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UMW president tests campus security
UMW President Judy Hample fakes emergency call, says it was part of campus safety exercise

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Date published: 10/23/2009

BY JEFF BRANSCOME

University of Mary Washington President Judy Hample recently faked an emergency call to campus police, but a college spokesman said officials should have known it was part of a safety exercise.

During a campus safety walk late last month, Hample used an emergency system--called a blue light phone--to tell a dispatcher that somebody was preventing her from entering her vehicle in UMW's parking garage, a spokesman said. She identified herself as Judy Hample but didn't say it was a test.

Two students who witnessed the incident said Hample's voice grew more and more panicked. At one point, she told the dispatcher that the man may have a gun and urged police to hurry.

Police responded on foot and in cruisers with sirens on.

The Bullet, UMW's student-run newspaper, first reported the incident. It's against the law to file a false report to police, but UMW spokesman Torre Meringolo stressed that Hample's call was part of an official school exercise.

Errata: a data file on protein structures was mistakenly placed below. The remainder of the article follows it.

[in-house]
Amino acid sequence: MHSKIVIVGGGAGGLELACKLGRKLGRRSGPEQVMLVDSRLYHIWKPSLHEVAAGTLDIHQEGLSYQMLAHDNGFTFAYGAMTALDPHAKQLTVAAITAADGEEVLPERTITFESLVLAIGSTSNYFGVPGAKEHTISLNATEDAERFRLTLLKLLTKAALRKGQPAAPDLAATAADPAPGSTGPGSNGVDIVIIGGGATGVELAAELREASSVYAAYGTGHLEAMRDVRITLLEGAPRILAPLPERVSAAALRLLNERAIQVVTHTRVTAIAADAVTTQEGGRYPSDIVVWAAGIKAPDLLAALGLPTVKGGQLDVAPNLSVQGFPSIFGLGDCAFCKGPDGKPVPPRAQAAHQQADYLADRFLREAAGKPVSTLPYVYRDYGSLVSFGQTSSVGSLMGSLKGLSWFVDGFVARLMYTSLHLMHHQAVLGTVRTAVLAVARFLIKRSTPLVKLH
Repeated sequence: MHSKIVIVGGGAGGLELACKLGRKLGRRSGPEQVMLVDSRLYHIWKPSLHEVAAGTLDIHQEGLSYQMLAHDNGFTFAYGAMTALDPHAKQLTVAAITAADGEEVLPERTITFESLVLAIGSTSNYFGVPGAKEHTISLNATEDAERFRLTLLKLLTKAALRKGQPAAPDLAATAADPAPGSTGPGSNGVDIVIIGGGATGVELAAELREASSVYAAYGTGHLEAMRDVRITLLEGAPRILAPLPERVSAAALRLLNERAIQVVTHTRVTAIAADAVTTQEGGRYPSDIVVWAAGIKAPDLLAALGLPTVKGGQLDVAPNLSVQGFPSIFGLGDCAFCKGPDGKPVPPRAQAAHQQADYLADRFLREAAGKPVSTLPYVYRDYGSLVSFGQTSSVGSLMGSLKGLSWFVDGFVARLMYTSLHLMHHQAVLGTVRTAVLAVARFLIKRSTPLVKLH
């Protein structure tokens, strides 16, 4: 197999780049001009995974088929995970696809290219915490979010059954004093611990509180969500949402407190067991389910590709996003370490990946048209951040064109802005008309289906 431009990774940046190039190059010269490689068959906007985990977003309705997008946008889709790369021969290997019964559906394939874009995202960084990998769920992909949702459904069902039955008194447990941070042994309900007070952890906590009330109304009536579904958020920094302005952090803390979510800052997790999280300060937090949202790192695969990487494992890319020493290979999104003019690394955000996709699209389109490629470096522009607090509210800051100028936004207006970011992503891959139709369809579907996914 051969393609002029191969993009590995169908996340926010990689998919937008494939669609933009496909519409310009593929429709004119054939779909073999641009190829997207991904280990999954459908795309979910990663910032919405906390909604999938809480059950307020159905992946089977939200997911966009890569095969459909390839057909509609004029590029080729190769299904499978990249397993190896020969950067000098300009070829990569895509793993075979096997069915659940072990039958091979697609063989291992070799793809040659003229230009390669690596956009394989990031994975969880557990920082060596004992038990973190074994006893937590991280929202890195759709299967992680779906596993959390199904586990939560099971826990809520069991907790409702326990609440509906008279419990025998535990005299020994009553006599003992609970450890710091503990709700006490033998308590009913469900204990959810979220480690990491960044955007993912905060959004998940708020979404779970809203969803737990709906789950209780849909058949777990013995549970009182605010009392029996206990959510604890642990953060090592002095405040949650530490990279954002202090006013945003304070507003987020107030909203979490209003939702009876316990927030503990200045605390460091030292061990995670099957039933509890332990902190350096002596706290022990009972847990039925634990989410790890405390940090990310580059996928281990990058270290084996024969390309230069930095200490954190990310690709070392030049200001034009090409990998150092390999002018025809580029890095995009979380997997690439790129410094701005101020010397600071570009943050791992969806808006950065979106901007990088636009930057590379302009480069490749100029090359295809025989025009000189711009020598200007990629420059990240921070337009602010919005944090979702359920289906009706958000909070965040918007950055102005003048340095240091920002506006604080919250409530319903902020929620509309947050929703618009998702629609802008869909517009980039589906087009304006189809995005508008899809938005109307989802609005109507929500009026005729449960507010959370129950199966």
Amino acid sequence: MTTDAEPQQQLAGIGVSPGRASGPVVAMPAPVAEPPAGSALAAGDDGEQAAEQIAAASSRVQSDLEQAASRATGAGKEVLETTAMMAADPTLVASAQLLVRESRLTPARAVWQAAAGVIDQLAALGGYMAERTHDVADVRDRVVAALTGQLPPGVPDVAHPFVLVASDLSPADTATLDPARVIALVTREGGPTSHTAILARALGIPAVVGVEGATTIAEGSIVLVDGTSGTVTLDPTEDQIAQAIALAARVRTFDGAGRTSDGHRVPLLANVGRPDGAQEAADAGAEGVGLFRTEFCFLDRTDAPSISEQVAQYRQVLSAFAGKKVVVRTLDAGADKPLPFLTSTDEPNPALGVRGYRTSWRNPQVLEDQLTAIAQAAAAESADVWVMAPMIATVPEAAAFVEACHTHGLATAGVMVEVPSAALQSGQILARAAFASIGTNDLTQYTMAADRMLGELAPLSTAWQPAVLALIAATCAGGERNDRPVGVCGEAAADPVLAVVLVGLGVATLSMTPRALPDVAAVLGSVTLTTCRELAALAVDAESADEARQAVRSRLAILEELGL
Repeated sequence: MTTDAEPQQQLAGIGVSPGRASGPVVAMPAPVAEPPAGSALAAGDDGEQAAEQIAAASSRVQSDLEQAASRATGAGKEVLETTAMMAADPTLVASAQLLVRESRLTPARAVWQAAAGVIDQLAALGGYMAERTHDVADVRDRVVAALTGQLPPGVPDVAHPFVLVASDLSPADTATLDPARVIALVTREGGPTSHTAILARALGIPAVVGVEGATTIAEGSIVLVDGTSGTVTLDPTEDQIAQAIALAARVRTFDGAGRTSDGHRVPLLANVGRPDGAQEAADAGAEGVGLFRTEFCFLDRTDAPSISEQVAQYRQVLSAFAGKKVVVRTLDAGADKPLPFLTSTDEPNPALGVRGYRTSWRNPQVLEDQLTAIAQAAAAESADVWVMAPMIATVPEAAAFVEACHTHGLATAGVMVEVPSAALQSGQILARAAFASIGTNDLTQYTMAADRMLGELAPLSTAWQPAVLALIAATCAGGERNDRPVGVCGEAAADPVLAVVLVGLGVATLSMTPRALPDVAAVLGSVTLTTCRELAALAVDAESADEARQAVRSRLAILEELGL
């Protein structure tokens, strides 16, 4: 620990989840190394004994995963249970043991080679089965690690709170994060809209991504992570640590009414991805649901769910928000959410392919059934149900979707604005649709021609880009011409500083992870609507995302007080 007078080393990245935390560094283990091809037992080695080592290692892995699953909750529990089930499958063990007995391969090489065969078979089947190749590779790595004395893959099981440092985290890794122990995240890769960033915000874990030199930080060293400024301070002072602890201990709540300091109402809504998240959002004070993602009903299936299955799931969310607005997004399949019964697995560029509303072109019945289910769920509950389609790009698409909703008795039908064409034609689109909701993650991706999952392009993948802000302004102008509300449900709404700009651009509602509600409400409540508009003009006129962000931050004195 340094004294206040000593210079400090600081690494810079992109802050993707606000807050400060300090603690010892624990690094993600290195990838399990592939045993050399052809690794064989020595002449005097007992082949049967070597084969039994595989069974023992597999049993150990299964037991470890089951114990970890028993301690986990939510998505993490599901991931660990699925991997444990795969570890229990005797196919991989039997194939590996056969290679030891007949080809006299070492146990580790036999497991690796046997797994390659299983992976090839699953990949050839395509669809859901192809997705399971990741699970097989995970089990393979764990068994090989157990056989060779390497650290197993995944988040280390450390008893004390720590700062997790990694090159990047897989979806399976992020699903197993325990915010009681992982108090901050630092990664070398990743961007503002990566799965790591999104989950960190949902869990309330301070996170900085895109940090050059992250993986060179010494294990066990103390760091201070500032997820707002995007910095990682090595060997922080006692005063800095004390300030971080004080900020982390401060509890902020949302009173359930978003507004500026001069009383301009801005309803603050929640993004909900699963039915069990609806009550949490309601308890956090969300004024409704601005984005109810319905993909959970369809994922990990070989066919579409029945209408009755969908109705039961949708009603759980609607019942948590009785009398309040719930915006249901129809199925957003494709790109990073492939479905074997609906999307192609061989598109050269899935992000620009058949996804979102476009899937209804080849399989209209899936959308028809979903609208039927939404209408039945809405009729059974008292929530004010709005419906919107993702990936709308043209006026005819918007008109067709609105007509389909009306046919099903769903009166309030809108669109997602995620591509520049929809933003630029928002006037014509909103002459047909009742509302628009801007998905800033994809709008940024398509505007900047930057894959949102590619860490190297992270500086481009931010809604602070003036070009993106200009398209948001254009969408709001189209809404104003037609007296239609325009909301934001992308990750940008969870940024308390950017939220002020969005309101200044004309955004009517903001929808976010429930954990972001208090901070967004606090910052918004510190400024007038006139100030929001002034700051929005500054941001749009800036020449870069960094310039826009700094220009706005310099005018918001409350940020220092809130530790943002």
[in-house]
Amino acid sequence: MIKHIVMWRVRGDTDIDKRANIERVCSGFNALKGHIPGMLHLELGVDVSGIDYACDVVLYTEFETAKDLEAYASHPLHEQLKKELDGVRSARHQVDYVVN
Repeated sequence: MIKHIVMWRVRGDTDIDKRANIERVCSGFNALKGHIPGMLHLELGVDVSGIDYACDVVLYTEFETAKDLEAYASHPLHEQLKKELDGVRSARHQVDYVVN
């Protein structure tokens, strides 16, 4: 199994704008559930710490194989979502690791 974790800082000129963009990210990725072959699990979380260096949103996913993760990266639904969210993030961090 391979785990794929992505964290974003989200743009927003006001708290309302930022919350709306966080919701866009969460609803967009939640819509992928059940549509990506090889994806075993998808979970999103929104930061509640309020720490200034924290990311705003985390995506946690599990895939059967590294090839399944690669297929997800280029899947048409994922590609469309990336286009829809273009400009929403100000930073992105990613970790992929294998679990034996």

He said Hample is not at fault for what he called a "failure in some internal communication." He said she informed "key individuals" of her plan to test emergency response systems.

"This is one of the things that happens on the campus safety walk," Meringolo said. "Everything that has to do with campus security is tested and observed."

UMW's safety walks focus on student concerns such as broken pathways and unlit areas on campus.

Meringolo said Assistant Vice President for Public Safety Susan Knick had tested the blue light system during a previous safety walk, but the dispatcher "failed to respond." Campus police should have been aware of "the real potential for another test of the system" on Sept. 30, he said.

UMW sophomore James Sennett, who helped organize last month's safety exercise, said that in the earlier test Knick identified herself to the dispatcher and told him what she was doing. She asked the operator to confirm which blue light phone she was using, but he couldn't.

Police are supposed to be able to tell which phone is being used.


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